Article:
I want to make two brief points. First, I hope that hon. Members will sincerely ask themselves what the argument is against consulting local authorities. Something dramatic is to happen that will involve a great deal of expenditure; surely it is only fair and reasonable that local authorities be consulted.
A great deal of strange propaganda is going around about the new form of voting. We have heard several references to Lewisham, which I know a bit about. There was a wonderful all-postal scheme and a fantastic campaign, during which many people expressed strong opinions. Voting took place very recently—on 23 October—but how many hon. Members know what the final voting figure was? Was it 80 per cent. or 70 per cent.? The fact is that despite all the effort and expenditure, the ballot turnout was 24 per cent.
The benefit of the Chorley experience was that we greatly exceeded the 60 per cent. mark. Anyone would recognise that as a significant improvement, given that in some cases, turnout was below 30 per cent.
Just because that happens in Chorley, it does not mean that it will happen everywhere. If it is such a great idea, what is wrong with asking local authorities? I make that point to Labour Members in particular, who are meant to believe in democracy. They are meant to believe that the people have the right to decide, so what is wrong with asking them?
As my hon. Friend knows, I strongly agree. Does he recognise that we have to take seriously what the Electoral Reform Society says? It has volunteered the information about Lewisham, which I did not know about until I opened my post this morning. However, I was not entirely surprised by it, because I know the area very well. My wife stood for the council during the 1980s, and there were low turnouts then; but they were higher than now, and under the traditional voting system. The collapse in the voting system will not be reversed just by postal experiments.
My hon. Friend is right. I know Lewisham very well and I was astonished at the very low poll, despite all the efforts made. Despite the all-postal ballot, much expenditure, a lot of people rushing around and lots of exciting campaigns, turnout was 24 per cent.—that is the issue. We are doing such daft things because people are obsessed with the 25 per cent. turnout for the European election. The sad fact is that if the European Parliament were closed tomorrow, the majority of people would not realise, apart from the taxi drivers of Strasbourg.
Our rather pathetic attempt to boost voting artificially by imposing rules on councils, whether they want them or not, is just ridiculous. Why would councils not want to participate? I mentioned Southend, which I live in and represent. It has an appalling, dreadful problem with overcrowding and bad housing. A huge number of houses are in multiple occupation, and it is very difficult to know from day to day who actually lives in them. Lots of people move in and out of the many so-called hotels, including the Palace hotel, which is neither a palace nor a hotel. Quite honestly, trying to deliver ballot papers in such areas is difficult.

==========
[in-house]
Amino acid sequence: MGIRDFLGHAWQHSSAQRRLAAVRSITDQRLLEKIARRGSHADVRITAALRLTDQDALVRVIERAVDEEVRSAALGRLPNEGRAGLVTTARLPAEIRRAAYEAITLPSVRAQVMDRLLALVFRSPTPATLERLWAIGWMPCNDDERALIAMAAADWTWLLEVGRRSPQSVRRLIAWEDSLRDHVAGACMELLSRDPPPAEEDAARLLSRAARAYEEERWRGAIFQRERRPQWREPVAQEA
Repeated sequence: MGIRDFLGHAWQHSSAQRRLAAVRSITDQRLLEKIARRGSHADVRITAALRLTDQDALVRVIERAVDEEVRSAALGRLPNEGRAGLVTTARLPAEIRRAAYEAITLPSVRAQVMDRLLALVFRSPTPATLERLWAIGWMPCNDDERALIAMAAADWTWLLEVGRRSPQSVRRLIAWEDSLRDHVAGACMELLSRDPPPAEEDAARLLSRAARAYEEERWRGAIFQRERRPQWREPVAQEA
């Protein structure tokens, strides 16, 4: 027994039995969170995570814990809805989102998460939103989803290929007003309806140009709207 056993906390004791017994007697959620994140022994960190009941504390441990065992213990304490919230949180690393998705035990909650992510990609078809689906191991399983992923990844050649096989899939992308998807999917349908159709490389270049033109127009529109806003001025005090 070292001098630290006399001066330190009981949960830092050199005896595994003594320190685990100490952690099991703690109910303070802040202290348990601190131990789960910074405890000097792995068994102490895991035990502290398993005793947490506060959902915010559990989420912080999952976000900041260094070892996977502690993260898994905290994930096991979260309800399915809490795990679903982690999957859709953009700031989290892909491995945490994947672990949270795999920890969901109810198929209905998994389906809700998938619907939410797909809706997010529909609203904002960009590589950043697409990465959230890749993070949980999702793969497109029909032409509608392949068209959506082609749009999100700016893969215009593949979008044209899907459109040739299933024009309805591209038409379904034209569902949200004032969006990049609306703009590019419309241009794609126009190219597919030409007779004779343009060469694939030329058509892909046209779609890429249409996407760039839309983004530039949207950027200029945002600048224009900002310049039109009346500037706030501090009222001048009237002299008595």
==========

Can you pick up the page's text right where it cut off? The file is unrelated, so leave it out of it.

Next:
I do not know what view others have, but my impression is that local councils have quite enough to do. These exciting new schemes, which involve a great deal of expenditure and time, are the last thing in the world that they want to get involved in. If they are such a great idea, what is wrong with asking about them?
I hope that, before the vote on the amendment, hon. Members will consider what the Bill actually does. It allows the Secretary of State to order innovative voting methods to be piloted in one or more European parliamentary electoral regions in the 2004 European parliamentary elections and in local elections combined with European elections. Basically, he has the power to order that such pilots take place anywhere he wants. The Bill does not specify the regions where pilots will be held, but states that London and Gibraltar will be excluded, as will Northern Ireland. That is obvious, because voting arrangements in Northern Ireland tend to be special, as I learned during my visits there.
Finally, the Bill does not specify the types of innovative voting to be carried out in each region. The regions and the voting methods will be for the Secretary of State to decide. Local councils could have any form of voting applied to them, whether they liked it or not. It could be one of the ridiculous systems that we have discussed, which the Electoral Reform Society has pointed out could cost more than £20 per vote. Frankly, the last thing in the world that I want is to introduce exciting measures without the support of local councils.
Simply voting on the amendment along party lines—Labour voting one way and Conservatives voting the other—makes one wonder what the point is of having Committees. Surely, the Labour party should stand for the principle of people having the right to decide for themselves.
Is my hon. Friend concerned about the way in which Committees are set up? When Labour Back Benchers feel strongly enough about such matters to express views on Second Reading that are contrary to established Government policy, they are mysteriously absent from the Committee. I am thinking in particular of the independent views that were expressed by the hon. Member for Glasgow, Pollok (Mr. Davidson). He made a tremendously powerful speech that certainly qualified him, by right, for a place on the Committee, but he is not here because his views are not in line with Government policy.